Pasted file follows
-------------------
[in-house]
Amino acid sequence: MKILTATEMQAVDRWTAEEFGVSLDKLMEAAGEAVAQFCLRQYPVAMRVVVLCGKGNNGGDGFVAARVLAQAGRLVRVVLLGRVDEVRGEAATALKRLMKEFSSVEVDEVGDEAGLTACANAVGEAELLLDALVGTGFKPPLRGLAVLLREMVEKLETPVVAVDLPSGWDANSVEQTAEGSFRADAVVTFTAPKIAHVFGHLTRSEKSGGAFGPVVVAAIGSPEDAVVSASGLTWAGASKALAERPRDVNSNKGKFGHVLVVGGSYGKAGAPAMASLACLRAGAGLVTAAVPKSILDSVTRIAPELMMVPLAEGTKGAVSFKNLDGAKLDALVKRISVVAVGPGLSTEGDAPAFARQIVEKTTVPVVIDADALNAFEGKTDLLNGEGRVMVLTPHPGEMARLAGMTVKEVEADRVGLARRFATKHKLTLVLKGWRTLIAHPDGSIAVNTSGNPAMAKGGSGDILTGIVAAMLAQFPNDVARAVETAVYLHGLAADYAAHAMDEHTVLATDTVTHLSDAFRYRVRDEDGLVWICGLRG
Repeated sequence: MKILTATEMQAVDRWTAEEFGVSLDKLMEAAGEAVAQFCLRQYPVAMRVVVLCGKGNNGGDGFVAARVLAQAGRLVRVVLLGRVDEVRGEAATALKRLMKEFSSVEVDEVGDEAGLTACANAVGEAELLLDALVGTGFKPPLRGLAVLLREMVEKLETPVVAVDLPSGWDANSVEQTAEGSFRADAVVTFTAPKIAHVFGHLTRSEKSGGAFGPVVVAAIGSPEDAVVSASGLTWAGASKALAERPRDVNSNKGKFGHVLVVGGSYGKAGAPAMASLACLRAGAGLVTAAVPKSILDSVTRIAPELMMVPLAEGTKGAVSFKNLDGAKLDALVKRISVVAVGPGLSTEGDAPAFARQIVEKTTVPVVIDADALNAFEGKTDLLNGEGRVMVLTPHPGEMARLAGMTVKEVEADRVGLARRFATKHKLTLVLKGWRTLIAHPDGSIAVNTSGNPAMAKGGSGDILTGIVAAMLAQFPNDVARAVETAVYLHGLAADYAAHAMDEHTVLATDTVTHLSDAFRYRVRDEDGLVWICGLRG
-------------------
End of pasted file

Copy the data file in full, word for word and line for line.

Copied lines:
[in-house]
Amino acid sequence: MKILTATEMQAVDRWTAEEFGVSLDKLMEAAGEAVAQFCLRQYPVAMRVVVLCGKGNNGGDGFVAARVLAQAGRLVRVVLLGRVDEVRGEAATALKRLMKEFSSVEVDEVGDEAGLTACANAVGEAELLLDALVGTGFKPPLRGLAVLLREMVEKLETPVVAVDLPSGWDANSVEQTAEGSFRADAVVTFTAPKIAHVFGHLTRSEKSGGAFGPVVVAAIGSPEDAVVSASGLTWAGASKALAERPRDVNSNKGKFGHVLVVGGSYGKAGAPAMASLACLRAGAGLVTAAVPKSILDSVTRIAPELMMVPLAEGTKGAVSFKNLDGAKLDALVKRISVVAVGPGLSTEGDAPAFARQIVEKTTVPVVIDADALNAFEGKTDLLNGEGRVMVLTPHPGEMARLAGMTVKEVEADRVGLARRFATKHKLTLVLKGWRTLIAHPDGSIAVNTSGNPAMAKGGSGDILTGIVAAMLAQFPNDVARAVETAVYLHGLAADYAAHAMDEHTVLATDTVTHLSDAFRYRVRDEDGLVWICGLRG
Repeated sequence: MKILTATEMQAVDRWTAEEFGVSLDKLMEAAGEAVAQFCLRQYPVAMRVVVLCGKGNNGGDGFVAARVLAQAGRLVRVVLLGRVDEVRGEAATALKRLMKEFSSVEVDEVGDEAGLTACANAVGEAELLLDALVGTGFKPPLRGLAVLLREMVEKLETPVVAVDLPSGWDANSVEQTAEGSFRADAVVTFTAPKIAHVFGHLTRSEKSGGAFGPVVVAAIGSPEDAVVSASGLTWAGASKALAERPRDVNSNKGKFGHVLVVGGSYGKAGAPAMASLACLRAGAGLVTAAVPKSILDSVTRIAPELMMVPLAEGTKGAVSFKNLDGAKLDALVKRISVVAVGPGLSTEGDAPAFARQIVEKTTVPVVIDADALNAFEGKTDLLNGEGRVMVLTPHPGEMARLAGMTVKEVEADRVGLARRFATKHKLTLVLKGWRTLIAHPDGSIAVNTSGNPAMAKGGSGDILTGIVAAMLAQFPNDVARAVETAVYLHGLAADYAAHAMDEHTVLATDTVTHLSDAFRYRVRDEDGLVWICGLRG